My sister Tuna really likes to be near my mom. I like to be near my mom too but Tuna really likes to be near my mom. Once at the train station my mom and I were waiting to put Tuna on a train back to college. Tuna went to buy a magazine and told us not to move. We moved. Some seats opened up and we moved twenty feet to go sit down. Tuna of course came back, panicked and promptly had my mom paged on the loudspeaker. When we rushed to the security desk, Tuna just shrugged and said "I wanted you to show up."
When I finish a good book I get a little homesick, a little restless and a little strange flutter of panic. I want to page the next good book to show up at once. I want one that will inhabit the exact silhouette of the last one. I want the edges to match. I am in the market for a congruent shape.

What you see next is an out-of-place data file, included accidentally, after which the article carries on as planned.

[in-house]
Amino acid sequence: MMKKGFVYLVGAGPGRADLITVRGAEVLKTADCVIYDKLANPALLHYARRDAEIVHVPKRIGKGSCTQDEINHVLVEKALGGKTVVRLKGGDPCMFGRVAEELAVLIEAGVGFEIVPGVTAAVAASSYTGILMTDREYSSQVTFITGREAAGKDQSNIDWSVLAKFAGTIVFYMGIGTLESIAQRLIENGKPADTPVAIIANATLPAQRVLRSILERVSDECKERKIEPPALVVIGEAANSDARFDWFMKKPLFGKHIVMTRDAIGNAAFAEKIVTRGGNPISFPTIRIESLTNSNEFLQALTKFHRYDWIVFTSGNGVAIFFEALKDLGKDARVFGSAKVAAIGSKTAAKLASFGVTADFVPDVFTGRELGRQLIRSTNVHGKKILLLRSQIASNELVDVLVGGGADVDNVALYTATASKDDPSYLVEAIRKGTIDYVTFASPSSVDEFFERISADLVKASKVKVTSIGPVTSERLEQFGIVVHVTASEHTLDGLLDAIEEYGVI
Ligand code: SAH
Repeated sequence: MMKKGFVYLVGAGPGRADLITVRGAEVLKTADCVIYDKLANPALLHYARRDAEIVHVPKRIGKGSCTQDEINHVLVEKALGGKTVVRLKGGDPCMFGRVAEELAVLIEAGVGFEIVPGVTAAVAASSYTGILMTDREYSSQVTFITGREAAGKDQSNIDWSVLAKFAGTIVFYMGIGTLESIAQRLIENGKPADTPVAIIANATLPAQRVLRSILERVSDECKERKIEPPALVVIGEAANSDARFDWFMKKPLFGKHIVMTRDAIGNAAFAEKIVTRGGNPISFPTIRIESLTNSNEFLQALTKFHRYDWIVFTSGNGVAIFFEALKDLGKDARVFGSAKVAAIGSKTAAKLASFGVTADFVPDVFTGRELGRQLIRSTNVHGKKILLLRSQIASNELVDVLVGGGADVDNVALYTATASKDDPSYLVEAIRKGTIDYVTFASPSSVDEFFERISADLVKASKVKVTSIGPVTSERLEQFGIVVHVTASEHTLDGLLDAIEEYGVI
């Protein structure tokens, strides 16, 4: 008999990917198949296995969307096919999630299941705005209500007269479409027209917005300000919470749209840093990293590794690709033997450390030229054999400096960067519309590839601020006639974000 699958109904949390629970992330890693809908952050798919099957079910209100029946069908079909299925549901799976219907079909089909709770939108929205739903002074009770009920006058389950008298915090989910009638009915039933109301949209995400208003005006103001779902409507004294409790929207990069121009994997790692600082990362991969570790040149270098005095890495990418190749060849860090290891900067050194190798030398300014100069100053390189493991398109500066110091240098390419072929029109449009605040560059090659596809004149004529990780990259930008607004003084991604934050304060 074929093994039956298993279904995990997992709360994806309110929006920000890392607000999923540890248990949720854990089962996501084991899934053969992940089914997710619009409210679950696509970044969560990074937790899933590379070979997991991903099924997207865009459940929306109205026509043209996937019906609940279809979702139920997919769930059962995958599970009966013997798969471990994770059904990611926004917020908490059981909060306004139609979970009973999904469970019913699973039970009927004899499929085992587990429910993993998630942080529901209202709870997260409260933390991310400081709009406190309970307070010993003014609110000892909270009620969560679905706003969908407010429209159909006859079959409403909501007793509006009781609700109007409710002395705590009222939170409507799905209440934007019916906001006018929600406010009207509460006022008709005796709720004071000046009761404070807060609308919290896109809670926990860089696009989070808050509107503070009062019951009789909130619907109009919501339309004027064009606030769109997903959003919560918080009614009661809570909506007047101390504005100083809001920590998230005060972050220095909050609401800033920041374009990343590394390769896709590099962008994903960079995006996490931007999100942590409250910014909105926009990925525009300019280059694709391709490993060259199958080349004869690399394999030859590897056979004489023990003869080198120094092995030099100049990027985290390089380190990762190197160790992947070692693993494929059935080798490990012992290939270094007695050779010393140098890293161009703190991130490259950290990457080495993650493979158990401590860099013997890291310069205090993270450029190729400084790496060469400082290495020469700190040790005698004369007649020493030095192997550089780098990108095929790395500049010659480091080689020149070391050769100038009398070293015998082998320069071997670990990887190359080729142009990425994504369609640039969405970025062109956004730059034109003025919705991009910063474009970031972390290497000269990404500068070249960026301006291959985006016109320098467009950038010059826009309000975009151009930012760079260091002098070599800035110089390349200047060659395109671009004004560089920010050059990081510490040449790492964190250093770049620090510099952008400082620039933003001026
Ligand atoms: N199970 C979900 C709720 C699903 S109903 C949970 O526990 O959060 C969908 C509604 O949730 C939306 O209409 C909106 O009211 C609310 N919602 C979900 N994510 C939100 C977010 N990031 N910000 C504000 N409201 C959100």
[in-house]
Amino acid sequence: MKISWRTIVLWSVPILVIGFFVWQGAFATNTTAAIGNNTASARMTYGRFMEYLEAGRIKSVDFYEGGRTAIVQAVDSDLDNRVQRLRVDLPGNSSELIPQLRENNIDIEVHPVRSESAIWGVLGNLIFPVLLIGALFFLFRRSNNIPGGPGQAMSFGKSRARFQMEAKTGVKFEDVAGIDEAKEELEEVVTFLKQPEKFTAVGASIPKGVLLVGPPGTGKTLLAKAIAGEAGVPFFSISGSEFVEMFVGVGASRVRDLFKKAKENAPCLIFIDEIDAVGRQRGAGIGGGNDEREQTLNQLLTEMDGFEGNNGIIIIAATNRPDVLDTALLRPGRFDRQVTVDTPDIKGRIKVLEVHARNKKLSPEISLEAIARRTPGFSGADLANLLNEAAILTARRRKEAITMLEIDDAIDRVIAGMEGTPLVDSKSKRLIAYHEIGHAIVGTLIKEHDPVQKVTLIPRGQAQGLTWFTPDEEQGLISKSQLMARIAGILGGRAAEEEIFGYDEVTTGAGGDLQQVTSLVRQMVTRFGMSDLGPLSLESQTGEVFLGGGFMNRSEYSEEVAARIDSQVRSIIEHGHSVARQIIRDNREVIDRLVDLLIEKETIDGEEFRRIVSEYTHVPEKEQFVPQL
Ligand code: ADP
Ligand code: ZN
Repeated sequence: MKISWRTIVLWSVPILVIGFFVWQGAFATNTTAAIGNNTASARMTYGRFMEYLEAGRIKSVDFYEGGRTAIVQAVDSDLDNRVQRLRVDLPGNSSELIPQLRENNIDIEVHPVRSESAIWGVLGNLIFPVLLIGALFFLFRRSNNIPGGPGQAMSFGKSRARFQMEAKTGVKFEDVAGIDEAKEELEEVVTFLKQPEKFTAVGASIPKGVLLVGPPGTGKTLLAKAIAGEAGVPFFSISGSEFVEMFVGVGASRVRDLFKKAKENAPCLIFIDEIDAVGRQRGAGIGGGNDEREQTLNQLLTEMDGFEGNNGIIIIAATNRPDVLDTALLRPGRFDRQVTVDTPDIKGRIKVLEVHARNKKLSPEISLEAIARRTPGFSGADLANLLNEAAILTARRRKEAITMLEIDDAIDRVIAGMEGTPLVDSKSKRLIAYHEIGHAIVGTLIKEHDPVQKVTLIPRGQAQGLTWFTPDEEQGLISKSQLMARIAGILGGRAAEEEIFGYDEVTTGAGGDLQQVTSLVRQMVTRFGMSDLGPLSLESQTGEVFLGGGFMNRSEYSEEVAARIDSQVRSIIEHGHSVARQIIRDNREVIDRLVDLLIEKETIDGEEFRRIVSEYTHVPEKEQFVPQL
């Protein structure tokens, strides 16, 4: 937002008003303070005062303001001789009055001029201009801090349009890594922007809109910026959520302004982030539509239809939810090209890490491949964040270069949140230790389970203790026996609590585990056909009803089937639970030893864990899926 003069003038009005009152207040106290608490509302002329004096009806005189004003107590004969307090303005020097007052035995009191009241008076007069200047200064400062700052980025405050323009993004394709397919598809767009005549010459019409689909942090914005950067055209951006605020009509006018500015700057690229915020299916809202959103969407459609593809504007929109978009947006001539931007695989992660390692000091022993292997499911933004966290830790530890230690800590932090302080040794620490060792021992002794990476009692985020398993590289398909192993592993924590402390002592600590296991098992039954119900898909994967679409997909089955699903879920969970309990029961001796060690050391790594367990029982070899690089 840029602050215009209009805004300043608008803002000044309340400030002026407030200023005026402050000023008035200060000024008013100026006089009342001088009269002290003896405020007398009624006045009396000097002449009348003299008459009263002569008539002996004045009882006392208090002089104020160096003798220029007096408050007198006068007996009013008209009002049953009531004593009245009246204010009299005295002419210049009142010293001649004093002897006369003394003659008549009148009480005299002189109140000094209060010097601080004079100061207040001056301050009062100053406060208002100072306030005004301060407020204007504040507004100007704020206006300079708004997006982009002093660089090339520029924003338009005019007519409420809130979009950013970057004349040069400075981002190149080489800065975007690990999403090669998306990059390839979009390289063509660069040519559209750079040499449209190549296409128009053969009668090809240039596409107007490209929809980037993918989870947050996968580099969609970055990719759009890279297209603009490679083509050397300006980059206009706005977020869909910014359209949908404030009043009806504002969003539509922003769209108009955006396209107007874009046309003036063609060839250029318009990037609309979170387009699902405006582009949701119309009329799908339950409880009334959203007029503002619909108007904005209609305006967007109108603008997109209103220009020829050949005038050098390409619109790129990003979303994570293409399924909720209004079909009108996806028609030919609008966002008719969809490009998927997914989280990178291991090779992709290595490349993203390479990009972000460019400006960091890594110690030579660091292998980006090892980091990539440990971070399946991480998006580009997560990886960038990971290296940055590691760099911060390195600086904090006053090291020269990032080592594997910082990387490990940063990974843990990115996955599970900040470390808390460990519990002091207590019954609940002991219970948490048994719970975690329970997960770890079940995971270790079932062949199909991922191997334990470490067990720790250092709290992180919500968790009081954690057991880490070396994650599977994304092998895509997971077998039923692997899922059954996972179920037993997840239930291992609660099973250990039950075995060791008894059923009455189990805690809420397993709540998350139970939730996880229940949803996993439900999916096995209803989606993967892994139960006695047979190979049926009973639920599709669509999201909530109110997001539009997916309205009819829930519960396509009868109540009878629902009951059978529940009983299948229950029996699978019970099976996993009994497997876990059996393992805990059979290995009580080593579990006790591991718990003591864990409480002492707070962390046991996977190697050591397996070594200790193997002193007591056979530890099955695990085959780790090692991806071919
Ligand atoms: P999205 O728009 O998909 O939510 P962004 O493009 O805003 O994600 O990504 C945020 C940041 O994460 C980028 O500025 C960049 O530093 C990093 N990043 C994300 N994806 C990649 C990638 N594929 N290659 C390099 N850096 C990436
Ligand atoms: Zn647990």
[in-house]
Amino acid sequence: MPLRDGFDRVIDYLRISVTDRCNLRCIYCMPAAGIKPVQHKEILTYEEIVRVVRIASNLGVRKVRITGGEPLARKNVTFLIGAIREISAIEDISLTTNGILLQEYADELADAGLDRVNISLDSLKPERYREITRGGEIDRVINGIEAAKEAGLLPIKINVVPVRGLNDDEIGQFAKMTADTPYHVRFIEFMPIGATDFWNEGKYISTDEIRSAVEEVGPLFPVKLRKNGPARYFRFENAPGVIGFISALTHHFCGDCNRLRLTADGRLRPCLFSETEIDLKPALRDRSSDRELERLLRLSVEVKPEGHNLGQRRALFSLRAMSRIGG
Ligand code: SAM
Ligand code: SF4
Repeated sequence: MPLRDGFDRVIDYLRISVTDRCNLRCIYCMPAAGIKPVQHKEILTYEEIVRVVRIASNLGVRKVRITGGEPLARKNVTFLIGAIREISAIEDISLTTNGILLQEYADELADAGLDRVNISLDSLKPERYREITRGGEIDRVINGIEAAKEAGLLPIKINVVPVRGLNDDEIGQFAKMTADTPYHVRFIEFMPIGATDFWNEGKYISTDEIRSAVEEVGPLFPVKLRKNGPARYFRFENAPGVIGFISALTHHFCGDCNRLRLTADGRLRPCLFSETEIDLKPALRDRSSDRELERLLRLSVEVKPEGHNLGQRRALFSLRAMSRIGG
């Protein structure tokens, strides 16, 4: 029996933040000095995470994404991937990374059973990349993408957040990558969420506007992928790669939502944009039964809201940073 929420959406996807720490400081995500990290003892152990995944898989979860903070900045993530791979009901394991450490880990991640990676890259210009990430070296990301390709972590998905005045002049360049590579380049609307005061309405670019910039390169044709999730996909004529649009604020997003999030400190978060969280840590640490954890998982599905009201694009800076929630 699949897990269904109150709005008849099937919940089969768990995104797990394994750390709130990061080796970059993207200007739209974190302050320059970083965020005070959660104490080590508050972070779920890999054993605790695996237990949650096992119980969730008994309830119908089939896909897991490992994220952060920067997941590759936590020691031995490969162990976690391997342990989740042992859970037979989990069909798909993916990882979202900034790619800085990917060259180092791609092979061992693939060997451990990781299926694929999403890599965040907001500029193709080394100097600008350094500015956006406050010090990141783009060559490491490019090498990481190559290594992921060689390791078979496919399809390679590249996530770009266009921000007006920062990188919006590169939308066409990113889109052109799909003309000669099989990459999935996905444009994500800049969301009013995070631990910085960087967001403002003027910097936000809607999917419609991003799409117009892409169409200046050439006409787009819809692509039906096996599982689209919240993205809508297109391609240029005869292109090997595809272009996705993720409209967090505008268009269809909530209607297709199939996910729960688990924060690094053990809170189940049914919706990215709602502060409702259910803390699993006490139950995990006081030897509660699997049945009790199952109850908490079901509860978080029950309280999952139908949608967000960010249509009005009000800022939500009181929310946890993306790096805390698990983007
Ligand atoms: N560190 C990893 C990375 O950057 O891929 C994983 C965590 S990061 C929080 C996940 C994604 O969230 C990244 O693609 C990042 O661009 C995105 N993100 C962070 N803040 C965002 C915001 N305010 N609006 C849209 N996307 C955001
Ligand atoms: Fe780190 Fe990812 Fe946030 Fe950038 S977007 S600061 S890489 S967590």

I loved Kate Morten's The Forgotten Garden. It was lyric, but stopped just short of being distractingly so. It was surprising but not irritatingly surprising. It was lit in a gentle, mellowed afternoon light and peopled with complicated, compelling people. The foreshadowings of this story, told in fluidly broken chronology, were heavy but amiable. It follows three stories: two trying to solve the mystery of the third. It works.
I went to the bookstore yesterday and there was no congruent shape. I was not surprised my luck had run out. The Forgotten Garden had already filled the empty shoes of Daphne, the story of Daphne Du Maurier, also set in early 20th century Cornwall. So I decided to up sticks and move to the London modeling scene circa now, and am going to read Wendy Holden's Beautiful People. Let's see if snappy, sharp language and a gorgeously kitch pink and blue cover will make me want a different shape.